Bulletin 135

Download Bulletin 135

September 2000 – Bulletin 135
Athletic Fame of Mitcham: Dorothy Tyler – R Kilsby
Place names as surnames – L E Green
It’s good to talk – L E Green
Saxon Merton – J Pile
The Mauduit lords of Mitcham – P J Hopkins

and much more

VICE PRESIDENTS: Viscountess Hanworth, Arthur Turner, Lionel Green and William Rudd



Saturday 9 September 2.30pm River Wandle walk
A Millennium event, led by Eric Montague, exploring part of the western bounds of Mitcham,
from Merton Abbey Mills to Morden Hall Park. Meet at the Wheelhouse, Merton Abbey Mills.

Thursday 12 October 7.30pm Merton Civic Centre
David Harrison: ‘Jack Dimmer VC’

The Evelyn Jowett Memorial Lecture for 2000 honours the memory of a Merton hero of the
first World War. We welcome back David Harrison, a well-known local historian, who led a
.Mysterious Wimbledon. walk for us in May this year.

Saturday 4 November 2.30pm Snuff Mill Centre
Annual General Meeting (see page 16)

After the business part of the meeting is concluded there will be a members. presentation of
selected items from workshop meetings.

Saturday 2 December 2.30pm Snuff Mill Centre
‘Merton, Mitcham and Morden 1000 Years Ago’

A Millennium occasion. What do we know, and what can we conjecture, about our area in the
year 1000 AD? Several speakers, from among our members.

There will also be a short slide presentation about Oxford by members Pat and Ray Kilsby,
linked with the visit they are offering us next year (see page xx).

Tuesday 12 December British Library, guided tour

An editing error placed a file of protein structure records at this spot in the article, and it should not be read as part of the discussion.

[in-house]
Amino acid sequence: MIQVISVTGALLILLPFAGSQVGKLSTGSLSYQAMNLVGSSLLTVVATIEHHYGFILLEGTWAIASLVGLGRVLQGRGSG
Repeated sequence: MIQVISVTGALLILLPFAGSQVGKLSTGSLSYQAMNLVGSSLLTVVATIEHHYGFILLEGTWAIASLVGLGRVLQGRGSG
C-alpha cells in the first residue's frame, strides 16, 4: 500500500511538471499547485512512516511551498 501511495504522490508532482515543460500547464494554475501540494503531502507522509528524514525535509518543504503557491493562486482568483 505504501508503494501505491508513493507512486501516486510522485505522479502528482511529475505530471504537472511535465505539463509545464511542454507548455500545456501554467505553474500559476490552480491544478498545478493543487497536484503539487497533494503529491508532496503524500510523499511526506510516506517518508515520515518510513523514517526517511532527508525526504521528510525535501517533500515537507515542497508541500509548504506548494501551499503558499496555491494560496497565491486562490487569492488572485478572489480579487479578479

Meet at 2.25, for tour at 2.30, in the paved courtyard of the Library at 96 Euston Road.

station St Pancras. Numbers needed ahead of time.
Cost £4/£3. Coffee shop and restaurant available.

(For the Snuff Mill Centre drivers should park in the Morden Hall Garden Centre car-park and
take the path across the bridge; go through the gateway towards Morden Cottage.

Buses 118, 157, 164)

The Society’s events are open to the general public, unless otherwise stated.


Thirteen adults and a baby joined David Harrison for this ‘walk of History and Mystery’ on 20

May. Our
starting point was the Dog and Fox, formerly The Sign of My Lord’s Arms, where horses are still

to be seen, even
if the market garden and bowling alley of Edward Winchester’s tenancy have passed from memory.

stands The Brewery Tap, though the brewery it served was burnt down and replaced in 1890,

rather appropriately,
by the fire station, now in private occupation. Further along the road, the Rose and Crown was

formerly The
Sign of the Rose, the Crown perhaps being added in celebration of Charles II’s restoration in


Eagle House, an early 17th-century mansion, was built for Robert Bell, a merchant with the East

India Company.
The dress shop with the wrought-iron frontage was formerly the dairy, while Mason’s Yard has

preserved a